When a relationship has ended because of problems symptomatic of an incorrect emotional state, we must alter that state so as not to induce the same symptoms. Do not read this as me blaming the women for inviting the mistreatment. No, what it is, is the women taking responsibility for her emotional state and being aware that her emotional set was in need of alteration.

An example. If the captain of a ship was given a map to take his ship through a particular channel and he ran aground, it would not make sense to dredge the channel floor so the ship could pass. It would make better sense for the captain to redraw his charts so that in future he was able to take a better route and thus bypassing the obstruction. He could blame the rocks, he could blame the map maker, but in the end he has to take responsibility for his actions and be big enoughto say ‘well if they can’t get it right then I will.’

I hope this makes a little sense. I will post again soon with more bits and bobs. I am in the process of putting together a website for my thoughts. So will let you know. For now though, be safe.



Tim December 23, 2007 at 6:27 pm

Woops, sorry amendment needed in last post.

Old: Is it not logical then that her love for her husband has finished?

New: Is it not logical then that her love for her husband has not finished?


Your objectivety will go a long way to help with your emotional development. To fast track your emotional self, research Empathy and apply it. To be able to have empathy we must first understand ourselves. Yet to have empathy indicates that we already know ourselves. You must give yourself much credit. To be able to be objective indicates to me that you are developing empathy. I am sure you will be fine. In fact, you are already laying great foundations for your own path. I just wonder how long it be before you can see that and be emotionally free.



mssinglemama December 23, 2007 at 9:52 pm

Thanks Tim! I’m glad this is out there for any other single mothers who find my blog. And for anyone – great advice not matter who you are or what your situation.

It’s funny because since my divorce I’ve met so many men who just don’t know who they are or lacked a sense of reality. These are men I dated – only briefly – because it was just boring. Takes me back to the 10% idea…makes total sense to me.

Since reading your first few responses I’ve been making a conscious effort to love and get to know myself better…so far, so good.

Thanks again and Happy Holidays!!!


Tim December 24, 2007 at 9:30 am

I wish you all the best for Christmas and the New Year.

And to anyone who is reading this wondering if there is hope, of course there is.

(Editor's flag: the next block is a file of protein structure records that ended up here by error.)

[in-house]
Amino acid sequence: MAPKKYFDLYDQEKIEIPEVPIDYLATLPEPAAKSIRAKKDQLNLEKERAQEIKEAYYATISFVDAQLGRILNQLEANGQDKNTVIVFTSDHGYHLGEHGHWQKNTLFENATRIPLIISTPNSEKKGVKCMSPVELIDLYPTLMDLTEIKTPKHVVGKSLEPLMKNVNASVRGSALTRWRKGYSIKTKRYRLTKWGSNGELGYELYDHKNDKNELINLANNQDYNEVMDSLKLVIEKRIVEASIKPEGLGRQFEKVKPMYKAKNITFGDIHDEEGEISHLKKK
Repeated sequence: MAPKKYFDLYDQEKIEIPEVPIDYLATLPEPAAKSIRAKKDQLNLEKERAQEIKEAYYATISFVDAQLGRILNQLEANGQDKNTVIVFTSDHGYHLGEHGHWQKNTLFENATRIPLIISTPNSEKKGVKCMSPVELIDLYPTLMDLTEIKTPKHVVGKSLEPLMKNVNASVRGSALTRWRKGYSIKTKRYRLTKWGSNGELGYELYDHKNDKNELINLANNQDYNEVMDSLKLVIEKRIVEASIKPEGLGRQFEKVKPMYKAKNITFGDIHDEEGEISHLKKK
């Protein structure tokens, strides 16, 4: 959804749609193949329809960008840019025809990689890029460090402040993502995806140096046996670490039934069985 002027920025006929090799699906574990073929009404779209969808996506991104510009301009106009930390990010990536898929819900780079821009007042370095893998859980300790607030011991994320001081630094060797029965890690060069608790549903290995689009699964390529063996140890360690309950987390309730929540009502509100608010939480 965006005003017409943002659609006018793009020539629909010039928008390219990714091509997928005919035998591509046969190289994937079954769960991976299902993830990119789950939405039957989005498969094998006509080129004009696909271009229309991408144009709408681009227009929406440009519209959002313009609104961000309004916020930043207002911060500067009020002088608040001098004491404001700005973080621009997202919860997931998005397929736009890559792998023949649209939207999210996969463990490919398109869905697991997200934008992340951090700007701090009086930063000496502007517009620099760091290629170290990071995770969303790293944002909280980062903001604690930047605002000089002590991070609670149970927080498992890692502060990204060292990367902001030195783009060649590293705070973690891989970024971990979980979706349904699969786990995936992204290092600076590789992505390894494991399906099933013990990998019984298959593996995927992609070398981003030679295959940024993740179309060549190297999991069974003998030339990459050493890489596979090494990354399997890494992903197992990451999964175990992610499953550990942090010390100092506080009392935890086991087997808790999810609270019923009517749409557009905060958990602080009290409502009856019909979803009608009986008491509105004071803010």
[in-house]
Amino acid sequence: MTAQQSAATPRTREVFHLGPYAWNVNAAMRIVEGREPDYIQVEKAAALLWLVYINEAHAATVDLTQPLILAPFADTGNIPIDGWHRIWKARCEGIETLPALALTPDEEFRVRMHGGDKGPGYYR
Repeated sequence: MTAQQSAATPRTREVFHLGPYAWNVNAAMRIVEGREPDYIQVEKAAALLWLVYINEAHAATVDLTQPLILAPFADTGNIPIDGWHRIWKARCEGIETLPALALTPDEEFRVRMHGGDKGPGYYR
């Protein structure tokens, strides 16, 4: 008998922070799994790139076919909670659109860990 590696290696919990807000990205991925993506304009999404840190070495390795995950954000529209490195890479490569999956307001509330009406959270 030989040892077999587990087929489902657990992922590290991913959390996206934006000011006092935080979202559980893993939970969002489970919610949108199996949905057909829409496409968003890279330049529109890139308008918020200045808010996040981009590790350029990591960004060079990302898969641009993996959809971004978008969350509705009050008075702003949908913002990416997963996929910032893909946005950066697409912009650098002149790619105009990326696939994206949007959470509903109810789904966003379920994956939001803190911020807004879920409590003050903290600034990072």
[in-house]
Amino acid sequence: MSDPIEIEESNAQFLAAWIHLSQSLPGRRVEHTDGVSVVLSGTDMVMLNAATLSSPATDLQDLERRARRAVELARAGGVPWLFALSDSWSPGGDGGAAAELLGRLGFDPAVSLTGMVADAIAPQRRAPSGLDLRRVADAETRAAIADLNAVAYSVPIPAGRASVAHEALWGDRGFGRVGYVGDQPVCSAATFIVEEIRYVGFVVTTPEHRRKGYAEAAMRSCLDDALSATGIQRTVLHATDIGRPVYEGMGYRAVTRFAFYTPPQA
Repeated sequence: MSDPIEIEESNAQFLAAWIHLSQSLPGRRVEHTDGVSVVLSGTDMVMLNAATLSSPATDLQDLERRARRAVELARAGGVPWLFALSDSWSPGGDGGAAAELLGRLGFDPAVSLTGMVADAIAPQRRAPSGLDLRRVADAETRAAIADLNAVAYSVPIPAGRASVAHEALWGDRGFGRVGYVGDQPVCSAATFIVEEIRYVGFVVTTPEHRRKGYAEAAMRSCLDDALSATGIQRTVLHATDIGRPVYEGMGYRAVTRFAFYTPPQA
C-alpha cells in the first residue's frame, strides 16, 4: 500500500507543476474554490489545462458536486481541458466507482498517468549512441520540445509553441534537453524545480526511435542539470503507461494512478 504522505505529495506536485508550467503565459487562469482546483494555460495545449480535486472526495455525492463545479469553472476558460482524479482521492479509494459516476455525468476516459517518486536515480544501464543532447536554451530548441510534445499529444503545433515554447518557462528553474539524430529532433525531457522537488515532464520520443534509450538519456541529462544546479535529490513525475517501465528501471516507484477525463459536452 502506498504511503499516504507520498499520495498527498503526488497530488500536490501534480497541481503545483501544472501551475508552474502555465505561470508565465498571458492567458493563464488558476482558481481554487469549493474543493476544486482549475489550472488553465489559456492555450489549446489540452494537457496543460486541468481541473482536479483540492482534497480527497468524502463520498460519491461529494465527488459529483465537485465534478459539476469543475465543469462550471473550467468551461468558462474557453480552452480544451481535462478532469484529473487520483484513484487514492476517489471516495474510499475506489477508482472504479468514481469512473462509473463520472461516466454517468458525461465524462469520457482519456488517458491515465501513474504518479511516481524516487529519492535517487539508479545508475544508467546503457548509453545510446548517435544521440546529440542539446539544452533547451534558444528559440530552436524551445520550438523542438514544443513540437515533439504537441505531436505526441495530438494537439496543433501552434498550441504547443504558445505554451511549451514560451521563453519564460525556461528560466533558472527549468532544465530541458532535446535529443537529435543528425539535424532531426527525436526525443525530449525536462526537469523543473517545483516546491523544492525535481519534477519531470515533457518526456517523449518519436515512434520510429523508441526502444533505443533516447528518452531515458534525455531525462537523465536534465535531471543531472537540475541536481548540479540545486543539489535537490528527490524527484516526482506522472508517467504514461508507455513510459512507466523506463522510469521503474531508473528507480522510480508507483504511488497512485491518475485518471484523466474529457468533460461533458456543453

You can mail me at

You asked about my blog, and as yet I don’t have one. Although my website is up. It is still a work in progress though.



mssinglemama December 24, 2007 at 7:36 pm

Nice start to your site Tim… can’t wait until the emotion page is up and running…please let me know.


Myrna L. June 12, 2009 at 2:08 pm

Not sure whom I should address this to but I guess it would be for the both of you….Thankyou for your many words of wisdom….I am a widow (it will be 10years next month) we were married for 39 years we raised two beautiful daughters and my husband had the brief pleasure of seeing his 2 grandsons born… My girls and I miss him more as time goes by mainly because we know how much he would have loved seeing these boys grow up…They know their grandfather through us and we refer to him daily whether it's a food comment, a historic or political view, or a cozy bedtime real story…..I love the fact that you have validated my on going love and I will share your blog with my girls. Thankyou again, I truly believe it was no coincidence that I found you this morning. You were just what I needed…..


Torn October 2, 2011 at 12:27 am

Felt so hopeless looking for answers to my quetnsios…until now.


David February 4, 2015 at 7:52 am

Thanks for posting this! I was conmig home from taking my kid to a dr. appt and one of the sports guys on the radio here in LA was talking about this song. It was like a train wreck; I couldn’t stop listening. But he kept going with a whole bunch of other 80 s songs. Oh Timmy you’re so fine, you’re so fine you blow my mind. Hey Timmy! Couldn’t stop laughing, sitting in my driveway. Yes, I was that crazy lady today.You do it. I bet you could come up with a dozen or more songs.